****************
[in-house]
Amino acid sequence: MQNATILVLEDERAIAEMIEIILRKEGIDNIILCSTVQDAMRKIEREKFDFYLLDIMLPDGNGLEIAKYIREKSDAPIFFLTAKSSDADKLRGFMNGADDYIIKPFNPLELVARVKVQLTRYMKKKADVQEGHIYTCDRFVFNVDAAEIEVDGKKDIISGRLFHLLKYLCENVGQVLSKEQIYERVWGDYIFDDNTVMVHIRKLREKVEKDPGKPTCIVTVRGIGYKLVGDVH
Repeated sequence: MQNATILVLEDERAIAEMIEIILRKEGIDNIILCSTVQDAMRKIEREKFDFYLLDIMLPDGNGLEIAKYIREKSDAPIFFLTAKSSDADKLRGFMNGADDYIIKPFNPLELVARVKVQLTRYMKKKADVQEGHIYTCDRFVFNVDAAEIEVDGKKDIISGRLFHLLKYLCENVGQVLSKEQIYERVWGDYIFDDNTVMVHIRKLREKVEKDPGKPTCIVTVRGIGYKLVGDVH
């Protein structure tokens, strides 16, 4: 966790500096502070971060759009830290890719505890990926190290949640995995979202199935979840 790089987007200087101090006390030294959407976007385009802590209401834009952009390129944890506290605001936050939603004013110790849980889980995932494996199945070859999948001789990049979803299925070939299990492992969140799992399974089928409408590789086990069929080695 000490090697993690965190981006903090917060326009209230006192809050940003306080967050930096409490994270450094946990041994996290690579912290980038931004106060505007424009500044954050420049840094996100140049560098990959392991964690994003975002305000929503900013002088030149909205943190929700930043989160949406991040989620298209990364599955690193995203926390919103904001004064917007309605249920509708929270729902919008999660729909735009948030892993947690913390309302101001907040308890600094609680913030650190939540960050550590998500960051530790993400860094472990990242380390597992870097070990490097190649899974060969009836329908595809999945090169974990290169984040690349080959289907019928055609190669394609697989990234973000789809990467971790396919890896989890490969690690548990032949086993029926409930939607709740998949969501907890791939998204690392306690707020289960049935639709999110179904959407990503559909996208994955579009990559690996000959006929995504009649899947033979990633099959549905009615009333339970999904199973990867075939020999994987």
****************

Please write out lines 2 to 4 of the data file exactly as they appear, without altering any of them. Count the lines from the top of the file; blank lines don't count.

Amino acid sequence: MQNATILVLEDERAIAEMIEIILRKEGIDNIILCSTVQDAMRKIEREKFDFYLLDIMLPDGNGLEIAKYIREKSDAPIFFLTAKSSDADKLRGFMNGADDYIIKPFNPLELVARVKVQLTRYMKKKADVQEGHIYTCDRFVFNVDAAEIEVDGKKDIISGRLFHLLKYLCENVGQVLSKEQIYERVWGDYIFDDNTVMVHIRKLREKVEKDPGKPTCIVTVRGIGYKLVGDVH
Repeated sequence: MQNATILVLEDERAIAEMIEIILRKEGIDNIILCSTVQDAMRKIEREKFDFYLLDIMLPDGNGLEIAKYIREKSDAPIFFLTAKSSDADKLRGFMNGADDYIIKPFNPLELVARVKVQLTRYMKKKADVQEGHIYTCDRFVFNVDAAEIEVDGKKDIISGRLFHLLKYLCENVGQVLSKEQIYERVWGDYIFDDNTVMVHIRKLREKVEKDPGKPTCIVTVRGIGYKLVGDVH
């Protein structure tokens, strides 16, 4: 966790500096502070971060759009830290890719505890990926190290949640995995979202199935979840 790089987007200087101090006390030294959407976007385009802590209401834009952009390129944890506290605001936050939603004013110790849980889980995932494996199945070859999948001789990049979803299925070939299990492992969140799992399974089928409408590789086990069929080695 000490090697993690965190981006903090917060326009209230006192809050940003306080967050930096409490994270450094946990041994996290690579912290980038931004106060505007424009500044954050420049840094996100140049560098990959392991964690994003975002305000929503900013002088030149909205943190929700930043989160949406991040989620298209990364599955690193995203926390919103904001004064917007309605249920509708929270729902919008999660729909735009948030892993947690913390309302101001907040308890600094609680913030650190939540960050550590998500960051530790993400860094472990990242380390597992870097070990490097190649899974060969009836329908595809999945090169974990290169984040690349080959289907019928055609190669394609697989990234973000789809990467971790396919890896989890490969690690548990032949086993029926409930939607709740998949969501907890791939998204690392306690707020289960049935639709999110179904959407990503559909996208994955579009990559690996000959006929995504009649899947033979990633099959549905009615009333339970999904199973990867075939020999994987």